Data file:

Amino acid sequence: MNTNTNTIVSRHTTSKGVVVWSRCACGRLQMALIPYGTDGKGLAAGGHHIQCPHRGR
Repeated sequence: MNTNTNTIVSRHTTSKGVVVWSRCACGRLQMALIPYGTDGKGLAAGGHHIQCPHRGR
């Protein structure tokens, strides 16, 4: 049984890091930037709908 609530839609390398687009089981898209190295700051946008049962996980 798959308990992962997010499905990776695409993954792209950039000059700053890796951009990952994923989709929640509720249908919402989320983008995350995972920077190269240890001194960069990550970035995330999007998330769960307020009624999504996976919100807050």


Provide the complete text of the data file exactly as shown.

Amino acid sequence: MNTNTNTIVSRHTTSKGVVVWSRCACGRLQMALIPYGTDGKGLAAGGHHIQCPHRGR
Repeated sequence: MNTNTNTIVSRHTTSKGVVVWSRCACGRLQMALIPYGTDGKGLAAGGHHIQCPHRGR
């Protein structure tokens, strides 16, 4: 049984890091930037709908 609530839609390398687009089981898209190295700051946008049962996980 798959308990992962997010499905990776695409993954792209950039000059700053890796951009990952994923989709929640509720249908919402989320983008995350995972920077190269240890001194960069990550970035995330999007998330769960307020009624999504996976919100807050």